The children’s library was downstairs from the main library, and had its own outside entrance to a large room filled with shelves of books.  At the time, I thought this was because we were being recognized and treated as special, independent, capable people. It did not occur to me it could be because kids were noisy, disruptive annoyances in a time when libraries were bastions of courtesy and silence. Even so, we were extra quiet when we entered the building, and if we forgot to use our indoor whisper voices, there was the ever-present children’s librarian, who was so scary and cranky, I am positive an entire generation of  future librarians ran as fast as they could in the opposite direction of that particular calling, due entirely to the terror she struck in hearts of young local readers who spoke out loud in her sacred domain.

The neighborhood in which I lived was on the outskirts of town, and in the 50’s, very few families had more than one car.  Since my dad drove our car to work everyday, there was no way to get downtown, where the library was located, until after he came home.  By that time of day, our traditional Tuesday evening trip to the library was for the purpose of my parents obtaining a week’s worth of reading, not to entertain their overly energetic Musuem2004children.  When my parents went into the library to get their books, my siblings and I remained in the car which was parked on the street along side of the building.  Periodically, either my mother or father would look out one of the second story windows at us, and then proceed with their browsing.  I do not know if they never saw the pinching, shoving and pummeling going on in the backseat of the car, or if they just did not care; I do know it was a weekly free-for-all as we waited for them, and I always was glad when they finally came back, and our visit to the library was over.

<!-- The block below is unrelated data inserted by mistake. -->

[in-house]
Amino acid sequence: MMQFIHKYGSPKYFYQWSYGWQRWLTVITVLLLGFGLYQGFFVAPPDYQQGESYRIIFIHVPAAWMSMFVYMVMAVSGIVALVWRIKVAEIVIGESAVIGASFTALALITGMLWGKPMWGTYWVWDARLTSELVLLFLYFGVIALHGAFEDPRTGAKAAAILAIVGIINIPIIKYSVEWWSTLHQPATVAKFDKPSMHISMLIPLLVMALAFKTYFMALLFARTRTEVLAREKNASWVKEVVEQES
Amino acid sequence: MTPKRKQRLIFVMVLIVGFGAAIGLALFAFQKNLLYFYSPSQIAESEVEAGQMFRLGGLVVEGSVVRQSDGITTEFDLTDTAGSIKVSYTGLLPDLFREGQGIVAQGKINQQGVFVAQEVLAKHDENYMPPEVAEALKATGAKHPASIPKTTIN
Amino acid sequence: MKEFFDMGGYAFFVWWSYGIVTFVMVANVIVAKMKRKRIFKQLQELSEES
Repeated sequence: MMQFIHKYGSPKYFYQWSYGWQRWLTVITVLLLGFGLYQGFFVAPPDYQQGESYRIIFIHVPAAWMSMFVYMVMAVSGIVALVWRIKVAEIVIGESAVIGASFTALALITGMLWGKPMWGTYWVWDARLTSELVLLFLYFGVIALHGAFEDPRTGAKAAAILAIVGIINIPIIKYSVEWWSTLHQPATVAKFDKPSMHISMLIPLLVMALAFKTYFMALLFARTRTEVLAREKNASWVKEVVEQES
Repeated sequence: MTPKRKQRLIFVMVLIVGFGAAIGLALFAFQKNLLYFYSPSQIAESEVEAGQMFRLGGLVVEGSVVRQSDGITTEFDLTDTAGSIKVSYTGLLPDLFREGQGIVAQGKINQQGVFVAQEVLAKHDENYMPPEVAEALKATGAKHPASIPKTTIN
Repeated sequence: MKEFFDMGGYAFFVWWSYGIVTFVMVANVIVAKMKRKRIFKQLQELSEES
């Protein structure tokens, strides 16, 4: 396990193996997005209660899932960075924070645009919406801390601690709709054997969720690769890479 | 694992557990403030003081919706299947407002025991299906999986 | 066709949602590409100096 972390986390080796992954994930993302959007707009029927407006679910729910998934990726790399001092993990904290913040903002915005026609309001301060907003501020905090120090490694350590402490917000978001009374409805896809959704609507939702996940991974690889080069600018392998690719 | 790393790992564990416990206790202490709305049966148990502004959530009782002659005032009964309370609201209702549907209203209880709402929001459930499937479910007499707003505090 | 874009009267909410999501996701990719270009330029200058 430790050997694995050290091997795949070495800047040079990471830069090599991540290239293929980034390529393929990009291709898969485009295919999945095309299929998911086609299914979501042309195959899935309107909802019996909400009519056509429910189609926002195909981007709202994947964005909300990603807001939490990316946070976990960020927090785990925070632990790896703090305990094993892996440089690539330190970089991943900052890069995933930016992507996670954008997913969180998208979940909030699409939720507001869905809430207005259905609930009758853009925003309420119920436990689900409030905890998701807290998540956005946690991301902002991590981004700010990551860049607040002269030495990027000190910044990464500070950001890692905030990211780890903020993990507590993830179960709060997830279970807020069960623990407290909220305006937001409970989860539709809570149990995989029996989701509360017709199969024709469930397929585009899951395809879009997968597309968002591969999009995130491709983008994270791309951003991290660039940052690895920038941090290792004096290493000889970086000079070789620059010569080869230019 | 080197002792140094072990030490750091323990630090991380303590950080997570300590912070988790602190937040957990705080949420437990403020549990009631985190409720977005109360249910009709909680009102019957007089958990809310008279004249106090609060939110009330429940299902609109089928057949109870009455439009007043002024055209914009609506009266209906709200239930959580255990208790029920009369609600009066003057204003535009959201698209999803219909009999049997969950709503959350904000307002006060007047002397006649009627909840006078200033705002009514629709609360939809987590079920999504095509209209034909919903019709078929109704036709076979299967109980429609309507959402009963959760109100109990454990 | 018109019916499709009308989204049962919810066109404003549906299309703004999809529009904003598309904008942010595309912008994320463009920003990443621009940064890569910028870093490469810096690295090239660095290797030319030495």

Being excluded from going inside the library, and having to wait in the car instead of being able to mosey up and down the aisles of books with my parents was not a deterrent to my reading.  Our little valley town had a bookmobile that came to our neighborhood, and I never missed a single one of its visits.  It arrived in the late afternoon every week, and download (6)parked in an old, deserted, dusty lot at the end of our road.  When it lumbered to a stop and opened its doors, the adventure would begin.  Inside that beautiful over-sized bus, where the floors creaked and the interior was lit by a tiny dim light bulb in the ceiling, the musty smell overpowered this young reader who saw the many shelves of books, and was challenged to read everyone of them.  Wandering from front to back, looking at and touching all those titles, it was pure joy to finally decide upon the one to check out and take home.